NFL Players Opting Out Exposes Fan Entitlement
The closer we get to the Thursday deadline for players to opt-out of the 2020 season, the longer the growing list of players deciding not to play football during a global pandemic will get.
The Kansas City Chiefs, of course, were a part of national headlines when Laurent Duvernay-Tardif became the first NFL player to elect not to play. A handful of players from other teams around the league soon followed. Damien Williams recently became the second Chief to opt out.
Players choosing to sit out an entire season has, yet again, exposed some of the dumbest, most toxic instincts of fans. There’s an impossibly arrogant entitlement among sports fans when it comes to the performance of athletes. Under every NFL player’s social media announcement of their decision to opt out, you’ll find a people excoriating him for having the gall to be concerned about his family’s long-term health and safety.
You’re not entitled to the talents of athletes. This isn’t a difficult concept. Players are already risking their bodies to play a game for your entertainment. Yes, they also do it for lots and lots of money, but the reason all that money is there is because they entertain you at that ludicrous value.
We saw a microcosm of this with Eric Berry a couple years ago. Fighting through multiple injuries and cancer wasn’t enough for many Chiefs fans. His struggle to return from a perpetually day-to-day heel injury caused a huge chunk of the fanbase to turn on him. Fans’ adoration for their favorite athletes only goes so far as those athletes’ production does.
The truth is that most fans don’t actually care about their favorite players. They care about their team’s iconography and the talent on the field. The men possessing those talents can kick rocks if they aren’t producing the goods.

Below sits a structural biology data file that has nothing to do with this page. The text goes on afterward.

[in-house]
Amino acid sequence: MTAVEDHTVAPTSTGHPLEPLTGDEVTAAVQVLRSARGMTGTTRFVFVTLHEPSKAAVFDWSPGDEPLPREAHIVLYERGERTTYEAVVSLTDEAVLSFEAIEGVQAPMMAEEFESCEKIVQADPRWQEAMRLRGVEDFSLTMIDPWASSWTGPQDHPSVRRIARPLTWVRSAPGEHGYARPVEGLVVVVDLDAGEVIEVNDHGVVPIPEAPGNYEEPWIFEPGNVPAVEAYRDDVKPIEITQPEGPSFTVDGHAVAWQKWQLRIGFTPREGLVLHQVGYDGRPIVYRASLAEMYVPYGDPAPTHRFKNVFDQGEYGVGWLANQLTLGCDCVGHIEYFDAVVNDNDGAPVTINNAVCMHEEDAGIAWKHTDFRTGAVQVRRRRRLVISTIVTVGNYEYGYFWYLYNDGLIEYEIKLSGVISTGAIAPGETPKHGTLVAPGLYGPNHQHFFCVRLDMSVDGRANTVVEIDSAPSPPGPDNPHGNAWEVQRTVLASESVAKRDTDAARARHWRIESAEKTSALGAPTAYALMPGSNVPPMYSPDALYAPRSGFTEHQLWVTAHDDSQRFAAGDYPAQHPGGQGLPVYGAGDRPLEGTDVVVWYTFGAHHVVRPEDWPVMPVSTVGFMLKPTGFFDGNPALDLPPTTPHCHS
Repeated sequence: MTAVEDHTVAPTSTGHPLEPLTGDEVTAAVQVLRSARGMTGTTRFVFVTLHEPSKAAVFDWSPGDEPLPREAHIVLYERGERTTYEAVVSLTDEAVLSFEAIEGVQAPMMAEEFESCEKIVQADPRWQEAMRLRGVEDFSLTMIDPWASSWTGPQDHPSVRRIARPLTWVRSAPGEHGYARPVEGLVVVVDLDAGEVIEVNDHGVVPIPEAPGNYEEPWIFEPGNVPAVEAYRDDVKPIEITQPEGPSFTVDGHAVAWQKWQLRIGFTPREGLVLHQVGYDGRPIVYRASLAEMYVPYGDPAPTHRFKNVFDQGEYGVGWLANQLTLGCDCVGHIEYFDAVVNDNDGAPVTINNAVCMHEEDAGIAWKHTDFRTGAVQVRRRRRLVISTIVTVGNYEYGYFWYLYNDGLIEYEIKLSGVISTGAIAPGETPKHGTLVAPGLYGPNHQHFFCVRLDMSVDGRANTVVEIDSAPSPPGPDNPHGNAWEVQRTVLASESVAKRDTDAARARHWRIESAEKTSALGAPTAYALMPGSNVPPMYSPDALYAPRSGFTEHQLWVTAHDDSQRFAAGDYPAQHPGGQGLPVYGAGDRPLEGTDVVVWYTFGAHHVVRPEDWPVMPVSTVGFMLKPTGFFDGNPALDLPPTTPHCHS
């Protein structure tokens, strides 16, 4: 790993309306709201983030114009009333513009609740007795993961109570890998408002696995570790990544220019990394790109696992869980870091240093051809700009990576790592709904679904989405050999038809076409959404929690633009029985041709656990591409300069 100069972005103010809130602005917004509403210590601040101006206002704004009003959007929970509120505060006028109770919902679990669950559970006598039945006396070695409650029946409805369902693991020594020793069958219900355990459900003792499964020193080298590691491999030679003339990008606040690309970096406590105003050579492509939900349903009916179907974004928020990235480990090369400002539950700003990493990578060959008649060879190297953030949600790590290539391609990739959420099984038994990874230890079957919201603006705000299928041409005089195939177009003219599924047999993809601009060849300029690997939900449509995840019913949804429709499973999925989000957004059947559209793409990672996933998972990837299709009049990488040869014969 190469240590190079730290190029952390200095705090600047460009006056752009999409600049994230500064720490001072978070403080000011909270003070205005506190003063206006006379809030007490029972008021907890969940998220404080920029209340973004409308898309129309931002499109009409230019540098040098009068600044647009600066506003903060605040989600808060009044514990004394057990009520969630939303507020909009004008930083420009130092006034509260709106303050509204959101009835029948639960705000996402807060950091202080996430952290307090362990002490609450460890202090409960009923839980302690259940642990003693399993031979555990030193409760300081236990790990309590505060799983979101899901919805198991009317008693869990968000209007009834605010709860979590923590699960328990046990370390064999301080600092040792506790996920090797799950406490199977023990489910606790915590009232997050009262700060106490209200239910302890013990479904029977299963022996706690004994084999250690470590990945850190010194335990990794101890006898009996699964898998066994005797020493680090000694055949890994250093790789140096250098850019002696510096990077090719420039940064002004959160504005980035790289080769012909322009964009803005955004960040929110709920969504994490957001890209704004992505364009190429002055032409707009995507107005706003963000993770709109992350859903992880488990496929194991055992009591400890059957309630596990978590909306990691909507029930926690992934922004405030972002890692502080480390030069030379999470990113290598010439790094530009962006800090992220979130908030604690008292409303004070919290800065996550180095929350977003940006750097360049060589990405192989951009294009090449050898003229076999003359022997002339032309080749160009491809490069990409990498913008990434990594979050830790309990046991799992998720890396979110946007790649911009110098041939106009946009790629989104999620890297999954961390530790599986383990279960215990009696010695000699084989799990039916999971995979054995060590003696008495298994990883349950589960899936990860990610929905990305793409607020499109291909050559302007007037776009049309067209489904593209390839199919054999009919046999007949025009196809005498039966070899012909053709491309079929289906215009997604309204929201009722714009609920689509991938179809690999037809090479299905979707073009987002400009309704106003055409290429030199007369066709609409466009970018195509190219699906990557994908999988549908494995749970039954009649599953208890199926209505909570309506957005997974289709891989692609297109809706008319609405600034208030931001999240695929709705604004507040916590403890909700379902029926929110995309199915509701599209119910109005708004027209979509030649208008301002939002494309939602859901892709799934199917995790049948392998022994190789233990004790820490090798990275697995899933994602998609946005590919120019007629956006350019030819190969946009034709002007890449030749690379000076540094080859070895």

Now we’re seeing it happen nearly every day as more NFL players opt out of the 2020 season. These fans see them as weak-willed quitters unwilling to fight to play a game through a still mostly-unknown viral threat with mysterious long-term implications. Fans like to see their position relative to athletes as the fat king demanding his jester amuse him with a silly dance.
The same way fans expect their favorite actors, musicians, comedians, etc. to always be "on" for them, they expect their favorite athletes to be athletes almost exclusively. There is a dehumanization of people in sports and entertainment, and no amount of money makes that less exhausting. An athlete's talent is their commodity, but fans conflate athletes' marketable abilities with their entire being.
Which is why, even in the midst of what is becoming one of the most bonkers, trying periods in any of our lifetimes, fans cannot fathom an NFL player having concerns or anxieties about anything other than studying film for next week's opponent.
We’re all just an audience. Yes, our appreciation of athletes’ talents is what allows them the opportunity to become very wealthy. That doesn’t obligate them to perform for us.